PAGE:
Keeping a sharp eye on safety: Needles found near M.L. Mall

By Phil Ambroziak

The onset of spring often means new beginnings and the prospect of better things to come.
In some cases, however, it can also create the potential for danger when hazardous objects are discovered beneath the melting snow. On April 16, a handful of syringes were found near the Extra Foods parking lot at the Meadow Lake Mall. Members of Meadow Lake Fire and Rescue were called to the scene to collect and dispose of
the needles.
“Someone spotted the needles and wasn’t sure what to do,” explained Meadow Lake fire chief Neil Marsh. “They couldn’t reach anyone at the hospital who could help, so they called the fire department.”
Marsh said there were some members performing routine maintenance at the fire hall when the call came in. They attended the scene, gathered the needles and disposed of them in a safe and timely fashion.
“People’s first choice should be to call the people at (the Prairie North Regional Health Authority), but we do pick up needles whenever we receive a call about them,” Marsh continued.
Marsh went on to say the public should not touch the needles and, if possible, should cover them with something.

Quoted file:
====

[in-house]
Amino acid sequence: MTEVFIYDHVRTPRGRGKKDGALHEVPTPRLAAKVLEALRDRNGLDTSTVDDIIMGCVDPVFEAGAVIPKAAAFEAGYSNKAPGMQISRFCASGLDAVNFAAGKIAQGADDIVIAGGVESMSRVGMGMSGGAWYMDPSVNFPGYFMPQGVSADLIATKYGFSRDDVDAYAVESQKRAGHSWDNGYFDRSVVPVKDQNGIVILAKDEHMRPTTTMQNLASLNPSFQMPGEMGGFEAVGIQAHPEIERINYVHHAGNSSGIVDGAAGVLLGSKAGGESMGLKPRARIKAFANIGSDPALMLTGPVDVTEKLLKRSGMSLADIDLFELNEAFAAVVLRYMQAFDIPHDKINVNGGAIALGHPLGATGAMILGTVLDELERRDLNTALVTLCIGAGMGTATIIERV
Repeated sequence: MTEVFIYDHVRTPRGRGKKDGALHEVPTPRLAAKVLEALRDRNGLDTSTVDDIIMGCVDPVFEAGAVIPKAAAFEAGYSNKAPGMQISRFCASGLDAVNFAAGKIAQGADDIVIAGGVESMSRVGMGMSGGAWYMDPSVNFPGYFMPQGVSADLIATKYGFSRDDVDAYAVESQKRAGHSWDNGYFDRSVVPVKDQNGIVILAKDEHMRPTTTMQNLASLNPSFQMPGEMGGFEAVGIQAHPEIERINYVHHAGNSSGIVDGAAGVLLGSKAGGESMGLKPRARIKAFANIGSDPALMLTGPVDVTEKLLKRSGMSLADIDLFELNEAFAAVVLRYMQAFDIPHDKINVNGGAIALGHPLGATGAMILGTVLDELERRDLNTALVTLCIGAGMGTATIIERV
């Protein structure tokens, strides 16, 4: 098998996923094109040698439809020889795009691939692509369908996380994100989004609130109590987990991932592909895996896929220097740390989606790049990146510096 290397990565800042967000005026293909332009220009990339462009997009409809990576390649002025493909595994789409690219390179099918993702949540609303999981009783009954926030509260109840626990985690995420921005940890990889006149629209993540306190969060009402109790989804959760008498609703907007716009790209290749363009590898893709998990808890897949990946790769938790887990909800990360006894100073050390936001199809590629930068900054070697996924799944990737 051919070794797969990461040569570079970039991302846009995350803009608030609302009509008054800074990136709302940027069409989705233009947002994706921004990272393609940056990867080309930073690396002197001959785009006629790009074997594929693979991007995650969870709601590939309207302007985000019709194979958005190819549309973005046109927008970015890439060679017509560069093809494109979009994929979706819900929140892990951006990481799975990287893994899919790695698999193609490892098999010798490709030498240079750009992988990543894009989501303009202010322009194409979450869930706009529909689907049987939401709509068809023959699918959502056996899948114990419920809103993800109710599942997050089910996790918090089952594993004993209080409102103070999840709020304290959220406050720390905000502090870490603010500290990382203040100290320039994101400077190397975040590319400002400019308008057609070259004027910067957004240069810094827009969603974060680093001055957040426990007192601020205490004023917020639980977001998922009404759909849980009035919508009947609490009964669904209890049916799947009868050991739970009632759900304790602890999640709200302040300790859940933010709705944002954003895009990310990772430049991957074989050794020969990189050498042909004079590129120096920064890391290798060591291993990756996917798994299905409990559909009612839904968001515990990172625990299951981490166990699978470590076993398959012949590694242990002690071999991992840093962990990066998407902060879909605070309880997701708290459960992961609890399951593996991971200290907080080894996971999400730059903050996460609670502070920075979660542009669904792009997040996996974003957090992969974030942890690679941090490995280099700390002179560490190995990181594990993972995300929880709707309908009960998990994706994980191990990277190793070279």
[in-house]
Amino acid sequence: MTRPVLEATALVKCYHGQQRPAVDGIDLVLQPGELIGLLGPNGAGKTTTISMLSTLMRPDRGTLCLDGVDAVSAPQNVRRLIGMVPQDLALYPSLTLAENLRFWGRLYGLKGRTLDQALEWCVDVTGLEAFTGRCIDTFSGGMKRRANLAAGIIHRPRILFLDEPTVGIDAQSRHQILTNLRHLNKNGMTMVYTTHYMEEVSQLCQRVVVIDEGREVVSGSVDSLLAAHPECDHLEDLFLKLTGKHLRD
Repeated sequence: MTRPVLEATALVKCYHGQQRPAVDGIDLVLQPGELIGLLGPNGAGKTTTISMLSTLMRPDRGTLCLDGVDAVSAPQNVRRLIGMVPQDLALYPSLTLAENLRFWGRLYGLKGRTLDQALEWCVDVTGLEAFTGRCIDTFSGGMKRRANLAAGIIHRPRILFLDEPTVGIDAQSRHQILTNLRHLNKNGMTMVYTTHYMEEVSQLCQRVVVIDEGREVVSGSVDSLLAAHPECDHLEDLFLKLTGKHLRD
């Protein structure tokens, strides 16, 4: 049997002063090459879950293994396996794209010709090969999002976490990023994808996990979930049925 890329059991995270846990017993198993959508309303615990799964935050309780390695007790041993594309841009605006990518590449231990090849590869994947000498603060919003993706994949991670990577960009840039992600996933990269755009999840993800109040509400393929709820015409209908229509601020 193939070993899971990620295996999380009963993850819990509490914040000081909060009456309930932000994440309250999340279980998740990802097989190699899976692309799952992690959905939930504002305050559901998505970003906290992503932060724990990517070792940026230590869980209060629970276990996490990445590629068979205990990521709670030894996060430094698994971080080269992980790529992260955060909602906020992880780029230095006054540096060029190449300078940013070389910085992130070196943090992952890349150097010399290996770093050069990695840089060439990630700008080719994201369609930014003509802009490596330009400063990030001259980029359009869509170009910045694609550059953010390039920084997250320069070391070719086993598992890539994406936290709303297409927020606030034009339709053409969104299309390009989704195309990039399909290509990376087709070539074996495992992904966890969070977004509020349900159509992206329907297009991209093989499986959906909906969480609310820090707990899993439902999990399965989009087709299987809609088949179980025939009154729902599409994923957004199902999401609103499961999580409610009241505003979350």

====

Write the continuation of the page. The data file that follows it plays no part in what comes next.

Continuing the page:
“The ambulance people, the fire department and the RCMP are all qualified to pick up discarded needles,” he said. “We have all the rubber sharps containers and such. As for the people who are using needles, there are proper places where they can dispose of them – there’s a big yellow box for just that beside the fire hall.”
In spite of the fire chief’s warnings, Idella Barr, sexual health coordinator at PNRHA, said adults who discover discarded needles can dispose of them, as long as they are careful when doing so.
“The first thing not to do is to pick it up and look at it to see if it’s a needle,” Barr said. “If you have a pair of good, heavy gloves, you can pick them up, but be sure to place them in a coffee can or some other puncture-proof container. Most people see a discarded needle and turn to stone, but the only danger that comes from any sharps is if you puncture yourself. If you use one hand to pick it up and place it in a can, you should be OK. If there is a pile of needles, use barbecue tongs or tweezers to pick them up, but still be sure to wash your hands afterward.”
Barr said if you accidentally cut yourself while disposing of a needle, the best solution is to get as much blood to come out of the wound as possible before washing your hands and heading to the hospital.
“(Sending a PNRHA staff member to collect needles) is not something we normally advocate,” Barr added. “I think people in the community are quite able to handle it themselves, as long as they treat the situation with respect.”
Marsh said the use of needles is a strong practice in Meadow Lake and the surrounding area.
Barr concurred.
“When the snow melts, you find beer bottles and other alcohol containers,” she said. “Unfortunately, you also find needles.”



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